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Nina Garcia: Your fall collection was a tribute to Broadway. How did that love affair start for you?
Michael Kors: It was the first music I saw Annie get your gun, With Ethel Merman. I was five years old then. I had no idea who Ethel Mormons was. I fell in love with it. And I think I liked the fact that as long as you transport somewhere else.
Garcia: You started with the best of the best.
Course: It’s like the first dress you wore was the dress. And the funny thing is, it comes in a whole circle. The most iconic song of many on that show is “There’s no such thing as a show business.” So when we were talking to Rufus Wainwright [who performed at Kors’s show], I said, “I want it to be in New York, a love letter for acting.” Fashion is like an entertainment business. Sometimes it hurts you, but there’s no such thing as a show business.
New York has always been such a colorful picture, and the epidemic has brought out the color. Because our office is in Midtown and we go to the theater so often, all of a sudden I think New York City’s heartbeat hasn’t stopped completely, but it has really slowed down. And so I said, “You know what? It’s about coming out again and making everything a special occasion. ”
Garcia: It was an unprecedented collection. It was Michael’s best of all, and you felt Broadway’s inspiration. Many designers do not have the ability to transport us like you. You took us to Aspen, St. Barts, Capri. You took us to Broadway. You have the ability to be a storyteller without all sorts of craftsmanship on the runway. You don’t need all set design; It’s just music. It’s your clothes. The way you put this show together. But I know, even though you have taken us to all these destinations, your first music and your everlasting music is New York.
Course: Always. Where was the fastest life? Here in New York. And of course, during the epidemic, we all got used to running so fast and suddenly we stopped ourselves. I think it made everyone more appreciative so when you go back to the office, it’s a special occasion. You want to come out and look awesome. I don’t think anyone would want to go to the theater after a flip-flop. I also think eating out has taken the idea of street theater to a whole new level. We joke that when we go to dinner, I want to bring a number card like I say to the Olympics: “10s across the board.” Looks like you’re looking at a conventional exhibition.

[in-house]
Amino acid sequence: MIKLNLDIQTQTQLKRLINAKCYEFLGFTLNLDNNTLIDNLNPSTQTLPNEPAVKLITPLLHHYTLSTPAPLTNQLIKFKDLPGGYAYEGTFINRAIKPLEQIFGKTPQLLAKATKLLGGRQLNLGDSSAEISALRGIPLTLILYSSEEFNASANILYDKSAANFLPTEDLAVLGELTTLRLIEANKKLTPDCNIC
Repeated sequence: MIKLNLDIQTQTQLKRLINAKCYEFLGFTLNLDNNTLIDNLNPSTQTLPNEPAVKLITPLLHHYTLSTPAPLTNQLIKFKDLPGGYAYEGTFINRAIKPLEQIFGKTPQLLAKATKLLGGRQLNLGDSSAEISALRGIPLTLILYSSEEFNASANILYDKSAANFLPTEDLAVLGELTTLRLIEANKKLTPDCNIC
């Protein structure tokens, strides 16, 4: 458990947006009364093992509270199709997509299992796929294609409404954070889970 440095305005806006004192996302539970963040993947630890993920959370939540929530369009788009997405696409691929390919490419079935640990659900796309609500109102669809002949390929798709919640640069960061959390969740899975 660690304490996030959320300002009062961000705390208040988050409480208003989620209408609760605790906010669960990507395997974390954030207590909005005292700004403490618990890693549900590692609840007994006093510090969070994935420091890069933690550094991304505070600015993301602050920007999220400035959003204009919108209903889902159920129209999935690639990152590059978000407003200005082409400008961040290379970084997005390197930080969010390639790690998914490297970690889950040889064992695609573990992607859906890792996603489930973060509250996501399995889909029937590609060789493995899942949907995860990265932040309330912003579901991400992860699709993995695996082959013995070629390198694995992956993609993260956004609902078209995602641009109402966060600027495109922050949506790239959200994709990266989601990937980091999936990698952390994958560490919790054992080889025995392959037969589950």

Garcia: You always find the silver lining. And you always get stronger, Michael. Just like the city.
Course: My favorite person in the theater has always been Stephen Sandham. And of course Sondime said it best: “I’m still here.” You just keep going.
Garcia: Have you ever thought, “I’ve been in business for 40 years?”
Course: Honestly, I’m still feeling 22. To me, the ultimate modern fairy tale Working girl. When I met Melania Griffith, I told her, “I’m a little Tess McGill.” And he said, “What do you mean? Do you have a head for business and something for sin?” And I said, “The main point of the character was that Tess McGill was always thinking of new ways to do things. And I think it’s a very. New York Attitude.Mike Nichols knew in this movie that the people of New York don’t answer.
Garcia: If I were a tourist coming to New York, what would you put on my to-do list?
Course: You have to go to Yankee Stadium and watch a game, and then eat at Arthur Avenue in the Bronx. Then have a Sunday brunch of bagels and smoked salmon: if you’re in the suburbs, Barney Greengrass. If you’re in town, Rush and daughter. Carlyle has a cocktail, then go to Bergdorf Goodman and go through the main floor and feel like Barbara Streisand in a television special. Then go downtown and get lost in West Village and sing Broadway tunes in Mary’s Crisis. Go to Chinatown for vague figures. Walk across the Brooklyn Bridge, because it’s the strangest thing to do, and go to the Promenade in Brooklyn Heights and look up at the sky. And you have to go to Connie Island. My grandmother lived there and I grew up. Talk about a combination of different people. Nothing is more imaginative than this. So yeah, I would have that weird mix. I’ll be Bergdorf and Hot Dog
Garcia: What is the future of New York?
Course: I think we’re going to explode creativity from young people. I think people will actually be able to go back to town. It will be more affordable. Young entrepreneurs and creative people will be able to start their own business. And I think we are going to see this resurgence of youth. Because I have to say, when I take to the streets of New York, what an incredible moment it will be here at the age of 25 and the city will be back again. When people now say to me, “When you moved to New York, weren’t you scared?” I say, “No, I was excited about the possibility.” Anything can happen.
Garcia: What would you say to all those who have left New York and are thinking of returning?
Course: We all need to be here to celebrate the wonderful potential of this city. And this applies to cities around the world. For me, I still feel a rush of heart as I climb the Queens-Midtown tunnel on the Long Island Expressway, because when I was growing up in the suburbs, New York City meant anything was possible. Each of us must understand that this magic of creativity and energy is something you cannot imitate. So you have to come back.
New York, Michael Kors style
Favorite Broadway show
- Some of Stephen Sunderheim
- Billy Joel, “New York State of Mind”
- Liza Minelli, “New York, New York”
- Compiled by J-Z Alicia Kiss, “Empire State of Mind”
NYC streaming row
Top three elements of NYC style
This article was published in the October 2021 issue of ELLE.
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